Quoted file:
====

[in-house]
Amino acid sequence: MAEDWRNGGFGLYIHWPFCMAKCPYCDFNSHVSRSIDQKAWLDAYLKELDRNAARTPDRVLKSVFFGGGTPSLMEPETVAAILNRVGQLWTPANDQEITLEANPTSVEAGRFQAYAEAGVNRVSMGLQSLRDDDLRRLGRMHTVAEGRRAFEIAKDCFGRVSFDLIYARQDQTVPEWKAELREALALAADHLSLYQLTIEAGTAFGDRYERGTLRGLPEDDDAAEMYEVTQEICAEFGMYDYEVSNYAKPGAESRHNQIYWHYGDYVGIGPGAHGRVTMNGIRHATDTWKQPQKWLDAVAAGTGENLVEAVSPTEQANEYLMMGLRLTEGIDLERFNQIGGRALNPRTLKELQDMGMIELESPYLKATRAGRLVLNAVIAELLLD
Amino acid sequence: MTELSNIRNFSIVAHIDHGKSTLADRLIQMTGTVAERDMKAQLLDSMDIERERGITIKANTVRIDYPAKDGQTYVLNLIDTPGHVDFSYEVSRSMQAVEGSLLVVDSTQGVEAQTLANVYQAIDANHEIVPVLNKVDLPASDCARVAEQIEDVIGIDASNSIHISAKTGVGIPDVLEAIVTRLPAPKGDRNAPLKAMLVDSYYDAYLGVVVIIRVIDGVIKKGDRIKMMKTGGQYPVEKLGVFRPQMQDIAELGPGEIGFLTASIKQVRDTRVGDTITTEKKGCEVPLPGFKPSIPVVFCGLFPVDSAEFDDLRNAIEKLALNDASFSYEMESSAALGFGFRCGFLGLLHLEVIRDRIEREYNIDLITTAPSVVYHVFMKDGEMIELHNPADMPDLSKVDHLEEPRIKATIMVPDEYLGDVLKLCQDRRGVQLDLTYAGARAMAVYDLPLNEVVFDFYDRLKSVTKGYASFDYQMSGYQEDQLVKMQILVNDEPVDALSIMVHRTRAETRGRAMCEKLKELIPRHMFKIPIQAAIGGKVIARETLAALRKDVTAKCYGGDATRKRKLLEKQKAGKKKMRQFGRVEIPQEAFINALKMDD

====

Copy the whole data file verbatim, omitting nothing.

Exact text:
[in-house]
Amino acid sequence: MAEDWRNGGFGLYIHWPFCMAKCPYCDFNSHVSRSIDQKAWLDAYLKELDRNAARTPDRVLKSVFFGGGTPSLMEPETVAAILNRVGQLWTPANDQEITLEANPTSVEAGRFQAYAEAGVNRVSMGLQSLRDDDLRRLGRMHTVAEGRRAFEIAKDCFGRVSFDLIYARQDQTVPEWKAELREALALAADHLSLYQLTIEAGTAFGDRYERGTLRGLPEDDDAAEMYEVTQEICAEFGMYDYEVSNYAKPGAESRHNQIYWHYGDYVGIGPGAHGRVTMNGIRHATDTWKQPQKWLDAVAAGTGENLVEAVSPTEQANEYLMMGLRLTEGIDLERFNQIGGRALNPRTLKELQDMGMIELESPYLKATRAGRLVLNAVIAELLLD
Amino acid sequence: MTELSNIRNFSIVAHIDHGKSTLADRLIQMTGTVAERDMKAQLLDSMDIERERGITIKANTVRIDYPAKDGQTYVLNLIDTPGHVDFSYEVSRSMQAVEGSLLVVDSTQGVEAQTLANVYQAIDANHEIVPVLNKVDLPASDCARVAEQIEDVIGIDASNSIHISAKTGVGIPDVLEAIVTRLPAPKGDRNAPLKAMLVDSYYDAYLGVVVIIRVIDGVIKKGDRIKMMKTGGQYPVEKLGVFRPQMQDIAELGPGEIGFLTASIKQVRDTRVGDTITTEKKGCEVPLPGFKPSIPVVFCGLFPVDSAEFDDLRNAIEKLALNDASFSYEMESSAALGFGFRCGFLGLLHLEVIRDRIEREYNIDLITTAPSVVYHVFMKDGEMIELHNPADMPDLSKVDHLEEPRIKATIMVPDEYLGDVLKLCQDRRGVQLDLTYAGARAMAVYDLPLNEVVFDFYDRLKSVTKGYASFDYQMSGYQEDQLVKMQILVNDEPVDALSIMVHRTRAETRGRAMCEKLKELIPRHMFKIPIQAAIGGKVIARETLAALRKDVTAKCYGGDATRKRKLLEKQKAGKKKMRQFGRVEIPQEAFINALKMDD